Archives for October, 2012
You are what you love, and not what loves you back.—Jenny Lewis This is a lyric from a ditty by Jenny Lewis, and it has has taken my brain hostage. This little quote, the song's hook, is on a tape loop in my head. Lewis is singing about a stuck, mutually exploitive relationship, but I keep finding different shades of nuance in this quote. You are what you love, and not what loves you back. In a way, it’s a torch song. I’ll love him forever even if he never loves back, because he is part of my soul. It gives a little nobility to unrequited love. You are what you love, and not what loves you back. What attracts you? Who do you fall for when you fall in love? That person is mirror of your needs and self image, whether or not the love is reciprocated.
At least I’m not internally decapitated. Thanks to my husband for this one. I remember exactly the context in which we first heard the term “internally decapitated,” but out of respect, I will leave that out of this discussion. I don’t mean to be flip. But wouldn’t you agree that internal decapitation sounds like a huge, gigantic, monumental bummer? I mean—you’re alive, yes. And that’s good. Your story isn’t over, as it would be with external decapitation. But still… Internal decapitation. Yikes. Makes a regular crappy day sound like happyfacerainbowsallthetime, don’t it?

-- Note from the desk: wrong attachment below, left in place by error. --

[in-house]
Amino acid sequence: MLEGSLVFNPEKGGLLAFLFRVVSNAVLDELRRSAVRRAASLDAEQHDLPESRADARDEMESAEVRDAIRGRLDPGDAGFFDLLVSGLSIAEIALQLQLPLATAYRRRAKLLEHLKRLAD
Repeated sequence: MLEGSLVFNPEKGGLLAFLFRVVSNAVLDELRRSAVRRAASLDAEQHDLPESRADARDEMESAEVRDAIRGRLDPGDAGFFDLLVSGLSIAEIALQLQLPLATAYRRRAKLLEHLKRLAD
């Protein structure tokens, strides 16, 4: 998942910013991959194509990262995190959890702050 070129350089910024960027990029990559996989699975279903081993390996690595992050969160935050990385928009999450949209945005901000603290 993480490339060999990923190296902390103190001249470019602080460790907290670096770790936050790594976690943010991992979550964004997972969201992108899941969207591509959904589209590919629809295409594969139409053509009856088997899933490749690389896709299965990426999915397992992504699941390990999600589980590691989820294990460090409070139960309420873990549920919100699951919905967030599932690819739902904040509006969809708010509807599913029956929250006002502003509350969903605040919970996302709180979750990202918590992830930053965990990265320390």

Would raising children make the best use of what you bring to the world, or would not having kids do that? – Carolyn Hax As Oprah used to say, frequently, raising kids is the hardest job in the world. And I don’t argue with that. (I wouldn’t dare.) But choosing not to have kids has challenges of a different kind--not the least of which is censure from a segment of society that assumes you must be selfish, self-centered, or in arrested development. My husband and I are childless by choice and have some very good reasons for this, which are none of your beeswax. Fortunately, I am past the age where people want to debate our decision with me, but you can’t imagine how tiresome that was. Here’s a hint, people: Asking someone who has chosen not to have kids if she fears regretting the decision someday is uncool. Duh. It's not like we haven't considered that. Would you ask a woman who does have kids if she fears regretting that decision? Not having children is challenging in that your life is not mapped out for you according to the needs of your children. You have to take full responsibility for your own life trajectory, which can be oddly daunting. And you have nothing to distract you from complicated adult relationships. I know a lot of marriages crack under the pressure of parenting, but a lot of other relationships probably last because of the needs and distractions of children. But I really like the quote from Carolyn Hax, part of a response to someone wondering how to decide about having children, because she acknowledges that some of us are better off contributing something other than our DNA to the world.